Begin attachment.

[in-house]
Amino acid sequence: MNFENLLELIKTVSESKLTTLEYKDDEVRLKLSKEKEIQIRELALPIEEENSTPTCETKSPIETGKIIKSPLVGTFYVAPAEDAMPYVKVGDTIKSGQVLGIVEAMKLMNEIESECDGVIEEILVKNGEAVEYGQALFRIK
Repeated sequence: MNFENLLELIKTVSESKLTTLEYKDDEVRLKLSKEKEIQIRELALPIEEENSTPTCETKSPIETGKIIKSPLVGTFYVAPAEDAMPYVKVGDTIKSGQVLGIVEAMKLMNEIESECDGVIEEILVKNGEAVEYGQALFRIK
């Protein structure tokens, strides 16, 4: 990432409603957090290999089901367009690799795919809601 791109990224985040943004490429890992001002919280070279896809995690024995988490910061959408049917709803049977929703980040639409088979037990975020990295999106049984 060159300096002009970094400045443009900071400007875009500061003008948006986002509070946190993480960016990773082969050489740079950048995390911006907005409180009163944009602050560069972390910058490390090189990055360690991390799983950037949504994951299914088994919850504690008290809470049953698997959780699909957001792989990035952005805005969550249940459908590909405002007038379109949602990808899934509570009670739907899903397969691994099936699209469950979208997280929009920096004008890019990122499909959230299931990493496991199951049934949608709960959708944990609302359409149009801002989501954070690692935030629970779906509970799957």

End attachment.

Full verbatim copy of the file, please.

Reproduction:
[in-house]
Amino acid sequence: MNFENLLELIKTVSESKLTTLEYKDDEVRLKLSKEKEIQIRELALPIEEENSTPTCETKSPIETGKIIKSPLVGTFYVAPAEDAMPYVKVGDTIKSGQVLGIVEAMKLMNEIESECDGVIEEILVKNGEAVEYGQALFRIK
Repeated sequence: MNFENLLELIKTVSESKLTTLEYKDDEVRLKLSKEKEIQIRELALPIEEENSTPTCETKSPIETGKIIKSPLVGTFYVAPAEDAMPYVKVGDTIKSGQVLGIVEAMKLMNEIESECDGVIEEILVKNGEAVEYGQALFRIK
């Protein structure tokens, strides 16, 4: 990432409603957090290999089901367009690799795919809601 791109990224985040943004490429890992001002919280070279896809995690024995988490910061959408049917709803049977929703980040639409088979037990975020990295999106049984 060159300096002009970094400045443009900071400007875009500061003008948006986002509070946190993480960016990773082969050489740079950048995390911006907005409180009163944009602050560069972390910058490390090189990055360690991390799983950037949504994951299914088994919850504690008290809470049953698997959780699909957001792989990035952005805005969550249940459908590909405002007038379109949602990808899934509570009670739907899903397969691994099936699209469950979208997280929009920096004008890019990122499909959230299931990493496991199951049934949608709960959708944990609302359409149009801002989501954070690692935030629970779906509970799957």